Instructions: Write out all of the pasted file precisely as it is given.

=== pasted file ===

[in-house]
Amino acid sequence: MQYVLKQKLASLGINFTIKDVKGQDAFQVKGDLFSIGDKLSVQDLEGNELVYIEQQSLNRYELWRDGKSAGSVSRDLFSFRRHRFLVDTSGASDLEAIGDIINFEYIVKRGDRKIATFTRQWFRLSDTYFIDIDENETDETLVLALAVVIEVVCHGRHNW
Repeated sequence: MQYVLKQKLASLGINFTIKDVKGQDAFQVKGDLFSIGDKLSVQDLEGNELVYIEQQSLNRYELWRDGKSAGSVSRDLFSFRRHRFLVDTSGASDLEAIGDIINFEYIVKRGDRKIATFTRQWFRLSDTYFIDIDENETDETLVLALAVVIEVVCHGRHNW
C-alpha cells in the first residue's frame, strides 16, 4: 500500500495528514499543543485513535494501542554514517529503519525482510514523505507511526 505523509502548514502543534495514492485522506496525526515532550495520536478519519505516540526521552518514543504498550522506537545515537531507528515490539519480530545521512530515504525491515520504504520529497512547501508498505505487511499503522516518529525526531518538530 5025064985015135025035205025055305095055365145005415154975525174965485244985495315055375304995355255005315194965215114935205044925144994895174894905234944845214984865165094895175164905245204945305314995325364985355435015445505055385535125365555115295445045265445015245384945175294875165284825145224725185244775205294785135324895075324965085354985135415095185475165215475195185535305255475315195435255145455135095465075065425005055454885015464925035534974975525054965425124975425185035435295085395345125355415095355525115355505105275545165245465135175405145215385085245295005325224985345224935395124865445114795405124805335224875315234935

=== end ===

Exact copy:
[in-house]
Amino acid sequence: MQYVLKQKLASLGINFTIKDVKGQDAFQVKGDLFSIGDKLSVQDLEGNELVYIEQQSLNRYELWRDGKSAGSVSRDLFSFRRHRFLVDTSGASDLEAIGDIINFEYIVKRGDRKIATFTRQWFRLSDTYFIDIDENETDETLVLALAVVIEVVCHGRHNW
Repeated sequence: MQYVLKQKLASLGINFTIKDVKGQDAFQVKGDLFSIGDKLSVQDLEGNELVYIEQQSLNRYELWRDGKSAGSVSRDLFSFRRHRFLVDTSGASDLEAIGDIINFEYIVKRGDRKIATFTRQWFRLSDTYFIDIDENETDETLVLALAVVIEVVCHGRHNW
C-alpha cells in the first residue's frame, strides 16, 4: 500500500495528514499543543485513535494501542554514517529503519525482510514523505507511526 505523509502548514502543534495514492485522506496525526515532550495520536478519519505516540526521552518514543504498550522506537545515537531507528515490539519480530545521512530515504525491515520504504520529497512547501508498505505487511499503522516518529525526531518538530 5025064985015135025035205025055305095055365145005415154975525174965485244985495315055375304995355255005315194965215114935205044925144994895174894905234944845214984865165094895175164905245204945305314995325364985355435015445505055385535125365555115295445045265445015245384945175294875165284825145224725185244775205294785135324895075324965085354985135415095185475165215475195185535305255475315195435255145455135095465075065425005055454885015464925035534974975525054965425124975425185035435295085395345125355415095355525115355505105275545165245465135175405145215385085245295005325224985345224935395124865445114795405124805335224875315234935